Great American Outdoors Act to fund much needed maintenance projects at Shenandoah National Park

Great American Outdoors Act to fund much needed maintenance projects at Shenandoah National Park
Shenandoah National Park trail (Source: WVIR)

SHENANDOAH NATIONAL PARK, Va. (WVIR) - The newly signed Great American Outdoors Act will invest billions of dollars into parks across the nation to fund maintenance projects, with more than $1 billion dollars going to parks in the Commonwealth, including Shenandoah National Park.

“This legislation, this law, will repair half of that backlog, over 6 billion dollars and in Virginia, we’ve got the third-largest backlog of any state in the country,” Senator Mark Warner said.

Senator Warner said the legislation will provide funding for much-needed maintenance projects, from renovating visitor centers to making trails and parkways safe.

According to spokesperson Sally Hurlbert, Shenandoah National Park alone has outstanding maintenance needs totaling almost $90 million.

“That happens when we don’t get enough funding from year to year to cover all of our maintenance needs, so overtime, that builds up. So we’ve been in existence for over 80 years, so it’s 80 years-worth of maintenance backlog that’s developed,” Hurlbert said.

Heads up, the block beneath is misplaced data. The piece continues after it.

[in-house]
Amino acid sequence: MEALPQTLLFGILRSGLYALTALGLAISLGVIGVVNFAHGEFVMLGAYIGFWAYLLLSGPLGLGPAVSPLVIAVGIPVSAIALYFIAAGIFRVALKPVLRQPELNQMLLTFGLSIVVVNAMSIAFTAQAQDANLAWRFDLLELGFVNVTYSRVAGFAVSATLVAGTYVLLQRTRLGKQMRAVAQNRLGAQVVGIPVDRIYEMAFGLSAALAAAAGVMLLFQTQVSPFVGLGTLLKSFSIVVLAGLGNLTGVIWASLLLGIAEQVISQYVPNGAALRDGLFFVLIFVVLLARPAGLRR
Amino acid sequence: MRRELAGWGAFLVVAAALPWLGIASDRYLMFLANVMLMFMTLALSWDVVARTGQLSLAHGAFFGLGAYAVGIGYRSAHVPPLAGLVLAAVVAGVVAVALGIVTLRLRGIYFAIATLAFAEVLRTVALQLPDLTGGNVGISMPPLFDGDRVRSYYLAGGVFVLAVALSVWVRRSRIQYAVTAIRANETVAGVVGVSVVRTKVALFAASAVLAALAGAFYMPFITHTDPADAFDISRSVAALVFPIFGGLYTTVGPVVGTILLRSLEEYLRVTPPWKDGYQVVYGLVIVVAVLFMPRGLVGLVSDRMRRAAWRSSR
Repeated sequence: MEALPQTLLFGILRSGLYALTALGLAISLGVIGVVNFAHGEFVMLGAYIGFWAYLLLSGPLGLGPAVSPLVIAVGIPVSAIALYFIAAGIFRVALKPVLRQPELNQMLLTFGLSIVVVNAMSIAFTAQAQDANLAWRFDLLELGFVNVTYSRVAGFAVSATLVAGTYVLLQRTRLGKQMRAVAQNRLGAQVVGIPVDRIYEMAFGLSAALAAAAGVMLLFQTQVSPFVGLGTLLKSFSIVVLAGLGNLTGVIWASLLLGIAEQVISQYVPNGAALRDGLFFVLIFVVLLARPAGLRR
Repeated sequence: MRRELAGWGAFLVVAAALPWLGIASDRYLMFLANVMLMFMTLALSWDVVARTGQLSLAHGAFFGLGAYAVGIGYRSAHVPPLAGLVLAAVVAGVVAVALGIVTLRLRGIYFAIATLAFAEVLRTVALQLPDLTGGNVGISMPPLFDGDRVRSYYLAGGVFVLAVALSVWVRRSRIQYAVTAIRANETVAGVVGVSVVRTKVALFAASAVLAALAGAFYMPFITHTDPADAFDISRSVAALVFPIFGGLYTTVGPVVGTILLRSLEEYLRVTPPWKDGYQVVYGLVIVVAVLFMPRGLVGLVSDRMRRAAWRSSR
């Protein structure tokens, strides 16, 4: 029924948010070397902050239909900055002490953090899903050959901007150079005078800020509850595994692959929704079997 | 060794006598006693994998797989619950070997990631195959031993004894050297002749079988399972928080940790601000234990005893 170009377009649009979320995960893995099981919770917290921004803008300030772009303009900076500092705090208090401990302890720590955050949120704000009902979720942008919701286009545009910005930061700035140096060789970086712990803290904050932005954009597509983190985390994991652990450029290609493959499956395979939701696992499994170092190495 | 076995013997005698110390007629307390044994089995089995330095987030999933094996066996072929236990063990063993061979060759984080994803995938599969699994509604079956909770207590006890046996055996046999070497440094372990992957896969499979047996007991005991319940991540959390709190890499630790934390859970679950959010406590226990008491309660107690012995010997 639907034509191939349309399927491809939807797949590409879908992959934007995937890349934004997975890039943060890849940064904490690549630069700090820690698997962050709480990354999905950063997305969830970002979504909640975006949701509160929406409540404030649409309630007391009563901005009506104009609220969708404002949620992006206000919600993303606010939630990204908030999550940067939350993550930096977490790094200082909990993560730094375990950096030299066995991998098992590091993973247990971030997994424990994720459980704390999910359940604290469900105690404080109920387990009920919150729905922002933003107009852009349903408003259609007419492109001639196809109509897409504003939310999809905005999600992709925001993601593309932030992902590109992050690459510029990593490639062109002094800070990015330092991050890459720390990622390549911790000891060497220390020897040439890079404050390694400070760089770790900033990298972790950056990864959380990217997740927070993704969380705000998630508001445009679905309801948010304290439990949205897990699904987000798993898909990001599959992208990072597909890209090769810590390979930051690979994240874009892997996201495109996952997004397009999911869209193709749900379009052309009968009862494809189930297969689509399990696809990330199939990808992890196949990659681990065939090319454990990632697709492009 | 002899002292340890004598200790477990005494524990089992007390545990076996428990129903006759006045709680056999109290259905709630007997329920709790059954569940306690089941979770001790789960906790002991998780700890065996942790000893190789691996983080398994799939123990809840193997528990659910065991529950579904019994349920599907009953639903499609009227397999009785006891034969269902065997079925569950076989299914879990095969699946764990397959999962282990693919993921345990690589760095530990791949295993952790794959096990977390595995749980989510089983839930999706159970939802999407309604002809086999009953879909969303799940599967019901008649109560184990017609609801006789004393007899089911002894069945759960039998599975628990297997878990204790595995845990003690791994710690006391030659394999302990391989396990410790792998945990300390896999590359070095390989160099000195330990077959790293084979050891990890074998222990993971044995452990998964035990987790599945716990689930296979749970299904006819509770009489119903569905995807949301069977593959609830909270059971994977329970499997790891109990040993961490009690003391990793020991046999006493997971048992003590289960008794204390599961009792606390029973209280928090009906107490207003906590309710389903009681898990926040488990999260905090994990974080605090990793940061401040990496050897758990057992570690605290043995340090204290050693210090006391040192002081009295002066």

Hurlbert said funding will support projects ranging from water systems to rock-wall maintenance on Skyline Drive.

“We have a lot of historic buildings in the park and they need to have restoration done to them. And then our campground needs to have upgrades. There’s just a lot of things that some of them are visible and some of them are not visible,” Hurlbert said.

The act is expected to bring more than 10,000 jobs to the commonwealth and be an even larger economic driver by bringing more tourists to the park.

“As soon as we start having more visitors and they’re paying an entrance fee into the park or buying the park passes, that definitely boosts our income in our recreational fee program. And also, if more of them camp, that’s another way that we raise money,” Hurlbert said.

Funding will also be dispersed to other forest and wildlife services over the next five years.

“For all of us who value our history or enjoy just taking a great hike or being outdoors or riding our bike through the parks, this is a giant step forward,” Hurlbert said.

Hurlbert said she to have more of a solid idea about how much funding the park with receive and how it will specifically be used in the next few months.

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